The Human Rights Commission of Pakistan on Wednesday offered a mixed report card in its annual look at the state of human rights in the country, welcoming the enactment of new laws to protect women but decrying an uptick in religiously motivated vigilantism.
The independent monitoring group said Pakistan was among the world’s most prolific enforcers of the death penalty, having executed 87 prisoners in 2016. Another 426 were sentenced to death last year.
Four prisoners convicted of terrorism charges in military courts were hanged early Wednesday, the Pakistan Army said.
Pakistan has executed 432 prisoners since 2014 when it lifted a ban on executions following a Taliban attack on Peshawar’s Army Public School that killed some 150 people, mostly children.
But most of those executed were convicted criminals and not militants, the HRCP said in its report. 40 were convicted by military courts, which have been criticised by rights groups concerned about due process.
The report noted that though fewer people died in terrorist attacks last year, but Pakistan’s judges and lawyers were under increasing threat from targeted killings.
It also said minorities continued to suffer discrimination and attacks from religious militants, with little state protection. It noted that Pakistan has one of the world’s lowest literacy rates.
Pakistan last year booked 15 people, 10 Muslims and five non-Muslims, on blasphemy charges, according to the human rights report.
Pakistan has never executed anyone convicted of blasphemy, but the mere accusation is enough to ignite mob violence and lynchings in the deeply conservative country, the group regretted.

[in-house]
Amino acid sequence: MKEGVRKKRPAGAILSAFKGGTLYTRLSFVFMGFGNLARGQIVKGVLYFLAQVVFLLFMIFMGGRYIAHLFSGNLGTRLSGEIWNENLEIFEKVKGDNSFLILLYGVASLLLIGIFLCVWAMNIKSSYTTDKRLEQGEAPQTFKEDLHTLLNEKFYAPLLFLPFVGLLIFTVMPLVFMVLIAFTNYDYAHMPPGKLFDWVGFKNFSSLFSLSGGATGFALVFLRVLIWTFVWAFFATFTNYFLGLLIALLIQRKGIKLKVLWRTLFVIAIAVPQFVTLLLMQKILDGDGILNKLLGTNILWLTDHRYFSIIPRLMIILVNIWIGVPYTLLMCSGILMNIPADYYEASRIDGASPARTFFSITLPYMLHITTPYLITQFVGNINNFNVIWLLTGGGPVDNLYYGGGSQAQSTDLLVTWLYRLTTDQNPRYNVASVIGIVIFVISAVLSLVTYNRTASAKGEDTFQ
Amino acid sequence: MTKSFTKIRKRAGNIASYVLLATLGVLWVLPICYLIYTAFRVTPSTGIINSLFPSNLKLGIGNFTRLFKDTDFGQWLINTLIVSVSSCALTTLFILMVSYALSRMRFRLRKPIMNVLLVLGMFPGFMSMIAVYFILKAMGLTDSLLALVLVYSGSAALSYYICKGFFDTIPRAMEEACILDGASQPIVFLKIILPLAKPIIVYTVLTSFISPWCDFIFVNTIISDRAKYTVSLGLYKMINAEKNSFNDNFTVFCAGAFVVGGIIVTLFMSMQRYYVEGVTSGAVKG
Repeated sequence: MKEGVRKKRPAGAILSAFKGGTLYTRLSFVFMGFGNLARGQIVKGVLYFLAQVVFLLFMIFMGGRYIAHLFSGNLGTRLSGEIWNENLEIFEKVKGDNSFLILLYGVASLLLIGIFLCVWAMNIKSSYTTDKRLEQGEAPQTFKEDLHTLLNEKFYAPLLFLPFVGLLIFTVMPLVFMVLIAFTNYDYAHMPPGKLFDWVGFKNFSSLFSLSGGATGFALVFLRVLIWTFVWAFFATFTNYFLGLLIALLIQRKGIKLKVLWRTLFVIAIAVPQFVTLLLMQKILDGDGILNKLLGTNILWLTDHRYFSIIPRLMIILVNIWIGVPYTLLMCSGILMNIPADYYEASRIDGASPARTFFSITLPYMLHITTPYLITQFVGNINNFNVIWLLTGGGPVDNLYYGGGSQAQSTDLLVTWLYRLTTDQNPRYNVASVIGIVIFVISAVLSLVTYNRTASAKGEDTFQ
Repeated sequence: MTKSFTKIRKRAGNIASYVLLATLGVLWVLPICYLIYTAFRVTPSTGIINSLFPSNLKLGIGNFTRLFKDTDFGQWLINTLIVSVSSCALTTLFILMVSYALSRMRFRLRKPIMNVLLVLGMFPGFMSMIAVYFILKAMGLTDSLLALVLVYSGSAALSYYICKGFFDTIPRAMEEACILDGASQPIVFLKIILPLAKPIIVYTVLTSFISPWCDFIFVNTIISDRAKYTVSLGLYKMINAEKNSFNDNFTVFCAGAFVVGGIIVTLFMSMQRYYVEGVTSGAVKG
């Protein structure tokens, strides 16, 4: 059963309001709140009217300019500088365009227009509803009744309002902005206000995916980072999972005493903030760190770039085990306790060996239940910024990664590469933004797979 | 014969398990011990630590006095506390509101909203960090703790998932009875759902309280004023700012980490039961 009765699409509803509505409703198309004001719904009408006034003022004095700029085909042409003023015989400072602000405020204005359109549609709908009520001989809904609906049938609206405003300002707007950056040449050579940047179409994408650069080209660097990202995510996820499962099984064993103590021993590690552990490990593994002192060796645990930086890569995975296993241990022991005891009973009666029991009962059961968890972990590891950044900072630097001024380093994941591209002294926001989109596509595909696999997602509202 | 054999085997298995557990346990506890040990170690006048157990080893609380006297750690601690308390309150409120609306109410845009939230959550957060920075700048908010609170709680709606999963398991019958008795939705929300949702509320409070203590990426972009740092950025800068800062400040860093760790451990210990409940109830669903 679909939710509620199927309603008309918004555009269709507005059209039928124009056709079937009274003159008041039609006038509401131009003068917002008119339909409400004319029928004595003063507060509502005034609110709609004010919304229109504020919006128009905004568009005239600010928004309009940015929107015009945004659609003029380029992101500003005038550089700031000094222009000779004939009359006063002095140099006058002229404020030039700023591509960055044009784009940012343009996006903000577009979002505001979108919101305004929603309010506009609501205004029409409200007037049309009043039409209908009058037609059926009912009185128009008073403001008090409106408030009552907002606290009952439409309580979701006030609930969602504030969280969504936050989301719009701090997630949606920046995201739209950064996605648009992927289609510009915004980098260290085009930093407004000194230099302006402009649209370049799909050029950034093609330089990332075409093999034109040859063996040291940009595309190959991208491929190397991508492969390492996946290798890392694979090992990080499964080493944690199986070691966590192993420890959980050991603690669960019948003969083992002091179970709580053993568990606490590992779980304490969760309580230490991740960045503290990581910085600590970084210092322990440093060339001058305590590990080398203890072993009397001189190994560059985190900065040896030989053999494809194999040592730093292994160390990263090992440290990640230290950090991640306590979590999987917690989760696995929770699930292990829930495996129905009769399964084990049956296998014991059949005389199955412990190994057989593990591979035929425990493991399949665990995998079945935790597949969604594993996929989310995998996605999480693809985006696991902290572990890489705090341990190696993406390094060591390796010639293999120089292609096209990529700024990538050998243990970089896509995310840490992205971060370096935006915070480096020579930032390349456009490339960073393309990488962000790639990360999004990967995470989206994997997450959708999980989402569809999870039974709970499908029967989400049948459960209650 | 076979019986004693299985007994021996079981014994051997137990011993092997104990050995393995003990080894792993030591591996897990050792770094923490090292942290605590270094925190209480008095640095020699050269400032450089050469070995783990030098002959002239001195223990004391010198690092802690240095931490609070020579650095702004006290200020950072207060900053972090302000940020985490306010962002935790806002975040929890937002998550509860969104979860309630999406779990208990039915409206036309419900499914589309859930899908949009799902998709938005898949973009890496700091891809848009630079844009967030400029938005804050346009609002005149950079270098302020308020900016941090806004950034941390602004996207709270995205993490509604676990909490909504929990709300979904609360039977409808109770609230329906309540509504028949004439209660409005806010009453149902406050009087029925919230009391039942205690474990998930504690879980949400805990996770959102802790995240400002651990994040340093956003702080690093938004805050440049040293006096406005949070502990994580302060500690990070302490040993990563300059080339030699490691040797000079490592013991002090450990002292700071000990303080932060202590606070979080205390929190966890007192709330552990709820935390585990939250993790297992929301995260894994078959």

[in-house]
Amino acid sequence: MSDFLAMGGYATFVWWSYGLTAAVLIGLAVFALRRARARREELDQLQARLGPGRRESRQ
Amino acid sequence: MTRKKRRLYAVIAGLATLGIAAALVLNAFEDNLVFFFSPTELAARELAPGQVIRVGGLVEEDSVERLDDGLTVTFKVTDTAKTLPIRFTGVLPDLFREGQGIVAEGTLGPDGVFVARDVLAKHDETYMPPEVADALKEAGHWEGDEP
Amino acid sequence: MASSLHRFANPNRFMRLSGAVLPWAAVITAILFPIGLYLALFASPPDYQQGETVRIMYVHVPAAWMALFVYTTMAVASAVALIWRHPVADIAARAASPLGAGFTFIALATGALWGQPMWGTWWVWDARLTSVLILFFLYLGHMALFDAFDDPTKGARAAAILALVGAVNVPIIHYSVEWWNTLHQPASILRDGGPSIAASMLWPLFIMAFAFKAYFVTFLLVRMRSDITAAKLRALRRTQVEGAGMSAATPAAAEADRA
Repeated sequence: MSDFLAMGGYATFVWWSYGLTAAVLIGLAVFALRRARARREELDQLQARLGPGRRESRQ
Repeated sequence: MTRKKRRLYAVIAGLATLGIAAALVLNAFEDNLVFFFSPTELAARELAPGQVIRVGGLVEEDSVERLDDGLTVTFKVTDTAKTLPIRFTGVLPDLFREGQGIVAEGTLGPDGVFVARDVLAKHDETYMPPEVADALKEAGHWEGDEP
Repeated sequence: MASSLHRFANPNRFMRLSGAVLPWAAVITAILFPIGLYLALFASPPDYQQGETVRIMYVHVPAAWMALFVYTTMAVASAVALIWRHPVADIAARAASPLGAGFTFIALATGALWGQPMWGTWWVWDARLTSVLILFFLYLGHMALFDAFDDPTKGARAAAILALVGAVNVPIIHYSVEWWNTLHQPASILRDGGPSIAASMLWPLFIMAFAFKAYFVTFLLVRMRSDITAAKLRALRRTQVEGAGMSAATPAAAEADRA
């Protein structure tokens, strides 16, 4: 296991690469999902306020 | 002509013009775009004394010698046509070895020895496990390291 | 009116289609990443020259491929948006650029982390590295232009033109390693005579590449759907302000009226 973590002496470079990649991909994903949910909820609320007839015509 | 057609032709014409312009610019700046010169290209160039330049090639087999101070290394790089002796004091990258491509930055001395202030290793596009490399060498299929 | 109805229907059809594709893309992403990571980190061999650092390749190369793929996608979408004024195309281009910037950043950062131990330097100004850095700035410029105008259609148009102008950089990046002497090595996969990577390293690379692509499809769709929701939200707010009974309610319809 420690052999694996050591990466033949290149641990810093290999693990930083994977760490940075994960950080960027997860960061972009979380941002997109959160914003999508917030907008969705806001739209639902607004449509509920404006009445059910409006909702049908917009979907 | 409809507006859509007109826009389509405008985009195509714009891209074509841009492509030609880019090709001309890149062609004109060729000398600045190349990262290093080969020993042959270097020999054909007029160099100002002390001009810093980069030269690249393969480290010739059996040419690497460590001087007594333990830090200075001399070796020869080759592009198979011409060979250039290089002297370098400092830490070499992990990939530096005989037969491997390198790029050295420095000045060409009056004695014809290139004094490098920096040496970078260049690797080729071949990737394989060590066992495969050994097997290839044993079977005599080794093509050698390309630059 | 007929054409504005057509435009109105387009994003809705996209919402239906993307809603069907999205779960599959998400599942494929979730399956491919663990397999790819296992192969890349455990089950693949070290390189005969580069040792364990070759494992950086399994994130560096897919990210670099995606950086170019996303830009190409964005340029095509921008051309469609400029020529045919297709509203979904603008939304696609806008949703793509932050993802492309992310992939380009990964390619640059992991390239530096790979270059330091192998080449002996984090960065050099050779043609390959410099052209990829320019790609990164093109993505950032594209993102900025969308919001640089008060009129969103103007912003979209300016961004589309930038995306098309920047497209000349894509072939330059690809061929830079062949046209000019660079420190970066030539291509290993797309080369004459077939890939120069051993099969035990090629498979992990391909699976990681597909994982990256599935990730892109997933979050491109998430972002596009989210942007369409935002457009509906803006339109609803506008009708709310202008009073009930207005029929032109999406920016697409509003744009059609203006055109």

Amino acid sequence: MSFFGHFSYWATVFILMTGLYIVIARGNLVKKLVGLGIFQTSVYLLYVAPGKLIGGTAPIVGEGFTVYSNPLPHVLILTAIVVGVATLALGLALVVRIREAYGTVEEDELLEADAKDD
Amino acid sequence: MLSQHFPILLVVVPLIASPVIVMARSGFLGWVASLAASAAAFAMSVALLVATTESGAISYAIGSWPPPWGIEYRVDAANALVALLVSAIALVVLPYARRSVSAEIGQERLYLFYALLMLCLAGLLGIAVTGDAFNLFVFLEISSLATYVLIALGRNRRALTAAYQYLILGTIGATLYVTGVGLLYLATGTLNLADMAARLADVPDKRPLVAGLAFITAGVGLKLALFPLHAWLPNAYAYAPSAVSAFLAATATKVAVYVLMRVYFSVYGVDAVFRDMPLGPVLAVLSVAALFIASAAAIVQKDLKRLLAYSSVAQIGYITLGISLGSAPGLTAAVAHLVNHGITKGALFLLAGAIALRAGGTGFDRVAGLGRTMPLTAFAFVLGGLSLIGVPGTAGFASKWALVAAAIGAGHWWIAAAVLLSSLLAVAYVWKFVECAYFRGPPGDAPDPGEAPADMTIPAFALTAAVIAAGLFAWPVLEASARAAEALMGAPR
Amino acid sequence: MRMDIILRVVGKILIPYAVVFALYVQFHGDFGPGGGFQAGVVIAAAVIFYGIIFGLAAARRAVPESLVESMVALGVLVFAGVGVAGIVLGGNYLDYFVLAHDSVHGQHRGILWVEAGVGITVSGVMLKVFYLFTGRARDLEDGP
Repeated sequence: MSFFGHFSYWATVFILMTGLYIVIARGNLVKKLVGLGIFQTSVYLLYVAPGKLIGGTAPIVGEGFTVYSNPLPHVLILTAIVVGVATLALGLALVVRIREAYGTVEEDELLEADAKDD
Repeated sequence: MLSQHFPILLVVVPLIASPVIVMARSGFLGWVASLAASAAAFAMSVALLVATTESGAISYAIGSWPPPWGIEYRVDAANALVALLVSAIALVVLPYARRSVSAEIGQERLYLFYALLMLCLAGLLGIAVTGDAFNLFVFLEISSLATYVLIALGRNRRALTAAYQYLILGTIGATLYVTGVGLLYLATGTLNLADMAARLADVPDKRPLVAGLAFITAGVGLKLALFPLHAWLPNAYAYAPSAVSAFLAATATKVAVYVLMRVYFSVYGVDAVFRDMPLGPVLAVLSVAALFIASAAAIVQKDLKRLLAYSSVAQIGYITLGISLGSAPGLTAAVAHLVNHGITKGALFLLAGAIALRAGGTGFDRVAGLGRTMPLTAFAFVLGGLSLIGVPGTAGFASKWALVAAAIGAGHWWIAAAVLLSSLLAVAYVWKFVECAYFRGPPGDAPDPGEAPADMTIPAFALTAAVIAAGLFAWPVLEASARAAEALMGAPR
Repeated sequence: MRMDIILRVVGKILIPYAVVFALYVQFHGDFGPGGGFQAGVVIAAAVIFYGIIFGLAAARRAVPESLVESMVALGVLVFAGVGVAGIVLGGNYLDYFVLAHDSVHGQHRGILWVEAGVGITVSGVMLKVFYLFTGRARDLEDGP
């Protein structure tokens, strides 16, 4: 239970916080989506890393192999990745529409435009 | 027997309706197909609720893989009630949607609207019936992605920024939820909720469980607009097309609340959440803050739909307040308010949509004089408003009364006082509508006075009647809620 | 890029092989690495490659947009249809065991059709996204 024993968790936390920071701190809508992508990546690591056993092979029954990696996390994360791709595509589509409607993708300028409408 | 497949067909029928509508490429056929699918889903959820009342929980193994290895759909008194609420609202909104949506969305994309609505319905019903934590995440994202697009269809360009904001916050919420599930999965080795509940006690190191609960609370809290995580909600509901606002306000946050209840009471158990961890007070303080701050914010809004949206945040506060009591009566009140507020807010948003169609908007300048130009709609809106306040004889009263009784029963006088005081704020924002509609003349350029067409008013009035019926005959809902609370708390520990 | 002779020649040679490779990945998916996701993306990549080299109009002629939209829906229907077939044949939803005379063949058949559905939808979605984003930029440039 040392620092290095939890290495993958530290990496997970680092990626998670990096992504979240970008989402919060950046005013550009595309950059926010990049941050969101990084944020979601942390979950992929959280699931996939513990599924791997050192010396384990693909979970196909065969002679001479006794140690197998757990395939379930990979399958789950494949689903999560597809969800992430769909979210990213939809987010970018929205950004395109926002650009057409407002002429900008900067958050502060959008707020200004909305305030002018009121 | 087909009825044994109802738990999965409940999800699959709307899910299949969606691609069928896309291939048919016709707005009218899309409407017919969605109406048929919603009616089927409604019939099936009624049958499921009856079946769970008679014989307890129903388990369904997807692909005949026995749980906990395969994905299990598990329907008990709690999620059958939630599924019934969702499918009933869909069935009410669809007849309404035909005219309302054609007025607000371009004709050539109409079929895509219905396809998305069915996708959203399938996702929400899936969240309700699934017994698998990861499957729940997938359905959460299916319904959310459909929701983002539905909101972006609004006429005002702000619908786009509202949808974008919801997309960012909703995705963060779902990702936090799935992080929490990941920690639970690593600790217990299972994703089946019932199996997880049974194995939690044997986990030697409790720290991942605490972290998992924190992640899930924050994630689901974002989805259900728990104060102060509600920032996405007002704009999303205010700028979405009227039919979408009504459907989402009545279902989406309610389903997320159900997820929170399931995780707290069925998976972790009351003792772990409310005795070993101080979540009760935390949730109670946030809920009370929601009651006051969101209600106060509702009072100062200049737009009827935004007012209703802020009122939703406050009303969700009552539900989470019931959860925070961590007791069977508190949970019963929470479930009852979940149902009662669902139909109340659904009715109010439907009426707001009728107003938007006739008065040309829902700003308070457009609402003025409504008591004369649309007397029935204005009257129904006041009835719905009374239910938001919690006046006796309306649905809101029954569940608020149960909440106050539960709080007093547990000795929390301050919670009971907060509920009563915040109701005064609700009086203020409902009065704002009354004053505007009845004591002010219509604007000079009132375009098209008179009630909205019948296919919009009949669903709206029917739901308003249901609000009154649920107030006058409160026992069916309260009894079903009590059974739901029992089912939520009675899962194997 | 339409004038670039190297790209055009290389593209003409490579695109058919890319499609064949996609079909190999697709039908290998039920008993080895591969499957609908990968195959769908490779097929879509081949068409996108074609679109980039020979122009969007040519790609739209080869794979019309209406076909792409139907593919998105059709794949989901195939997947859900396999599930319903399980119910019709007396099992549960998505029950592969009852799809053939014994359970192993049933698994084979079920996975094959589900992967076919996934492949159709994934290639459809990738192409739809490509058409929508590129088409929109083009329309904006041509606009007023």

Freedom of speech also took a hit last year with threats of blasphemy charges levelled against those who challenged state authority, said the report.
Six journalists and a blogger were killed last year. There has been a spike in the level of “intimidation of the media and increased levels of self-censorship by the media,” the report further said.
“The year 2016 saw a disturbing rise in assaults on media houses, TV channel and newspaper offices as well as press clubs by militant, religious and political groups,” the report said.
It also criticised a new cyber law that allows the authorities to access a person’s online accounts without a warrant.
The report said attacks against minorities have taken aim at professionals, particularly those belonging to the Ahmadiyya community.
“The country saw several incidents of violence against Christians. The Hindu community complained of land grabbing, attacks, kidnapping, forced conversions, desecration of temples, rape, and murder,” said the report.
Militant groups also attacked Muslim shrines and mosques.
“In more than 30 attacks during the year, militants targeted different Muslim sects mainly Sunni, Shia, including Hazaras, and Bohra and worship places and shrines, killing about 110 people and injuring 162 others,” the report added.
Updated On: 10-05-2017